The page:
Catheter ablation of ventricular tachycardia (VT) has become an important and increasingly performed treatment [1
]. The use of remote magnetic navigation (RMN) for this procedure has been shown to have several advantages compared with manual catheter navigation (MCN) [2
]. Since RMN was introduced in 2003 the most obvious advantage of RMN when compared with MCN is safety. Increased safety for both operators and patients is achieved by shortening fluoroscopy time and by reducing complications due to catheter flexibility [3
]. So far, there has not been a single report of myocardial perforation. Additionally, after an initial learning curve has been completed, the use of RMN most likely shortens procedure time [4
], may prevent operator fatigue and helps to reach the parts of the heart that are less easily accessible during mapping.
In the current issue of the Netherlands Heart Journal, Wu et al. [5
] present their meta-analysis on RMN vs. MCN for the ablation of VT. They included four non-randomised studies and conclude that acute and long-term success rates for VT ablation are equal between RMN and MCN. However, complication rates, procedure and fluoroscopy times are favourable for RMN.
Their conclusion adds to the aforementioned findings for improved safety and at least a non-inferior success rate. In fact, the only limitation of RMN that remains in experienced teams is the cost of the equipment which can be up to 2 million € [6
]. However, the long-term benefits of this installation should be taken into account when assessing these expenses [6
Looking at success rate, the authors have been cautious in their interpretation. Several studies have in fact demonstrated a better outcome compared with MCN in VT ablation [4
]. What could be a possible explanation for this variable outcome?
As RMN is a relatively new and evolving method, procedural outcomes can be further improved when sufficient experience is obtained. Only a limited group of operators could acquire the appropriate level of skill due to the cost of the system and a consequently limited availability. This could potentially result in an operator-dependent success rate variability and also brings up another point related to the financial aspect. Most of the centres able to afford the installation are academic centres, dealing with a very specific patient population. This means the procedures performed with RMN will be those in patients with a more complex pathology, which in turn may result in an underestimation of treatment success. Finally, because of the limited availability of RMN technology, present studies are mostly non-randomised. Non-significant trends in success rates favourable to RMN, as seen in Dinov et al. [8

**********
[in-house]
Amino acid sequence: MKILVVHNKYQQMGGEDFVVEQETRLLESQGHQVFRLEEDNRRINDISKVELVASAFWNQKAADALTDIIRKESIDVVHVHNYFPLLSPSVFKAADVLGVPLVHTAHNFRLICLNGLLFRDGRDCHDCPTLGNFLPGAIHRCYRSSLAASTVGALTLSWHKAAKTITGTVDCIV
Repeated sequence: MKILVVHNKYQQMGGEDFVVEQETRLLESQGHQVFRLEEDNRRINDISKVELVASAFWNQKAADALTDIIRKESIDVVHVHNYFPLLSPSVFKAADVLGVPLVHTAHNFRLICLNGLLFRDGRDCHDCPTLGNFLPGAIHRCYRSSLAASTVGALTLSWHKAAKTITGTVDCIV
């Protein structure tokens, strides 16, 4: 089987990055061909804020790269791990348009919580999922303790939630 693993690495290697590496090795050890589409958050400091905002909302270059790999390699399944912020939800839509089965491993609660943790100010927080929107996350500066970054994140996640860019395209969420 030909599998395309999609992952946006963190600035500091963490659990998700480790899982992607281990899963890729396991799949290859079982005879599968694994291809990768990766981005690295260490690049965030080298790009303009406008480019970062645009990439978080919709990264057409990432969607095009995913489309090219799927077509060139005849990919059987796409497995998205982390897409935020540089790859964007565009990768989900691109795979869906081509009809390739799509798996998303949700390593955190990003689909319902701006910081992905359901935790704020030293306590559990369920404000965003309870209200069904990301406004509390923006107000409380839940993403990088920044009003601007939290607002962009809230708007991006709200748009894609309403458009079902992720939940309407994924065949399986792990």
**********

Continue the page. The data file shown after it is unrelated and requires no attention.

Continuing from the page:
], may in the future prove significant in randomised trials.
Notably, the papers by Bauernfeind et al. and Szili-Torok et al., both used in the current report, showed superiority to MCN in acute success rates in structurally normal hearts but equal results in structural heart disease [4
]. This raises the issue of how RMN can improve success rates. Is it related to the improved manoeuvrability of the catheter tip: tip delivery, or due to the constant type of tissue tip contact which improves radiofrequency lesion formation: lesion delivery? The data from of the above-mentioned manuscripts as well as this meta-analysis indirectly suggest that tip delivery efficiency may be superior using RMN while lesion delivery should be equally good when compared with MCN. RMN is theoretically more suitable for reaching difficult locations because of the flexible nature of the catheter in combination with the possibility of more accurate positioning.
What are the future perspectives? An important step that could definitively make RMN favourable to MCN will be the utilisation of contact force measuring ablation catheters for magnetic navigation and ablation. Optimal electrode—tissue contact has been previously demonstrated to be of great importance for lesion formation [9
] and has already been shown to improve clinical outcome in the treatment of atrial fibrillation [10
]. When this technique becomes available for RMN and reaches its full potential (new combined parameters, involvement of cardiac imaging for real time visualisation of lesion formation) it might revolutionise treatment of ventricular and supraventricular arrhythmias with RMN and might prove pivotal in achieving long-term success in VT ablation.
Conflict of interests
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